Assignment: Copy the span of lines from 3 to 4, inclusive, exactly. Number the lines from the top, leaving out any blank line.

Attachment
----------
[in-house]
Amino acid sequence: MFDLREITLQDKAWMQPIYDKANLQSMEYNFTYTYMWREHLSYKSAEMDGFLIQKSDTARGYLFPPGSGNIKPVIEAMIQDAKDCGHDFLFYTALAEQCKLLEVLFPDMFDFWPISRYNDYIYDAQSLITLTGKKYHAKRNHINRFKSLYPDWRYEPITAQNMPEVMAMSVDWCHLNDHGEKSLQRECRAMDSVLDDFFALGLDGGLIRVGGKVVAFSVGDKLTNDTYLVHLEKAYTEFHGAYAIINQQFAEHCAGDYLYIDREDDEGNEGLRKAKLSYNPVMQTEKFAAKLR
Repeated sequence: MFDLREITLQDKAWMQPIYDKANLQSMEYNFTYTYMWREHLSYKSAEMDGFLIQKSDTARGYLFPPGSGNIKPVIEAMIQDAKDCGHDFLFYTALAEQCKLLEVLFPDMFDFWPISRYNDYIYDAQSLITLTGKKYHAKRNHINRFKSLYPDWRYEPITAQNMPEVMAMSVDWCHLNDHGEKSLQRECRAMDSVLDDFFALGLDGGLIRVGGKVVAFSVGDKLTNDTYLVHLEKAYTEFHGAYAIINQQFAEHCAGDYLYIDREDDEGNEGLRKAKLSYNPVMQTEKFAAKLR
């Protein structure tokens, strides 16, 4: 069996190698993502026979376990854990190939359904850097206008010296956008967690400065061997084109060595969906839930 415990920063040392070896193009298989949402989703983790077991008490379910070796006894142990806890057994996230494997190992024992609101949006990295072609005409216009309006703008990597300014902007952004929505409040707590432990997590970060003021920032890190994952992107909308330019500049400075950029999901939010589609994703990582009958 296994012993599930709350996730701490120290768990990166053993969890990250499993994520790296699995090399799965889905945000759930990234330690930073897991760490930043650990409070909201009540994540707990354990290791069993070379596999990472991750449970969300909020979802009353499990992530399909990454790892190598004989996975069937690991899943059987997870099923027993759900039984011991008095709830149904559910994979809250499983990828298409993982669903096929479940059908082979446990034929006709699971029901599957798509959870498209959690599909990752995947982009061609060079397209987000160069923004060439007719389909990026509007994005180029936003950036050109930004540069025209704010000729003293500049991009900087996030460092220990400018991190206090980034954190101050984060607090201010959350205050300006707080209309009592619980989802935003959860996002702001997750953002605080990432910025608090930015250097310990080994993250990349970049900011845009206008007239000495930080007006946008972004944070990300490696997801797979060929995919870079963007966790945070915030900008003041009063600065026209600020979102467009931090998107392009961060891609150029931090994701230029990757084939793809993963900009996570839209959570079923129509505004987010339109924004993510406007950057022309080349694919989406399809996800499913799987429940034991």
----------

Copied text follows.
Repeated sequence: MFDLREITLQDKAWMQPIYDKANLQSMEYNFTYTYMWREHLSYKSAEMDGFLIQKSDTARGYLFPPGSGNIKPVIEAMIQDAKDCGHDFLFYTALAEQCKLLEVLFPDMFDFWPISRYNDYIYDAQSLITLTGKKYHAKRNHINRFKSLYPDWRYEPITAQNMPEVMAMSVDWCHLNDHGEKSLQRECRAMDSVLDDFFALGLDGGLIRVGGKVVAFSVGDKLTNDTYLVHLEKAYTEFHGAYAIINQQFAEHCAGDYLYIDREDDEGNEGLRKAKLSYNPVMQTEKFAAKLR
């Protein structure tokens, strides 16, 4: 069996190698993502026979376990854990190939359904850097206008010296956008967690400065061997084109060595969906839930 415990920063040392070896193009298989949402989703983790077991008490379910070796006894142990806890057994996230494997190992024992609101949006990295072609005409216009309006703008990597300014902007952004929505409040707590432990997590970060003021920032890190994952992107909308330019500049400075950029999901939010589609994703990582009958 296994012993599930709350996730701490120290768990990166053993969890990250499993994520790296699995090399799965889905945000759930990234330690930073897991760490930043650990409070909201009540994540707990354990290791069993070379596999990472991750449970969300909020979802009353499990992530399909990454790892190598004989996975069937690991899943059987997870099923027993759900039984011991008095709830149904559910994979809250499983990828298409993982669903096929479940059908082979446990034929006709699971029901599957798509959870498209959690599909990752995947982009061609060079397209987000160069923004060439007719389909990026509007994005180029936003950036050109930004540069025209704010000729003293500049991009900087996030460092220990400018991190206090980034954190101050984060607090201010959350205050300006707080209309009592619980989802935003959860996002702001997750953002605080990432910025608090930015250097310990080994993250990349970049900011845009206008007239000495930080007006946008972004944070990300490696997801797979060929995919870079963007966790945070915030900008003041009063600065026209600020979102467009931090998107392009961060891609150029931090994701230029990757084939793809993963900009996570839209959570079923129509505004987010339109924004993510406007950057022309080349694919989406399809996800499913799987429940034991």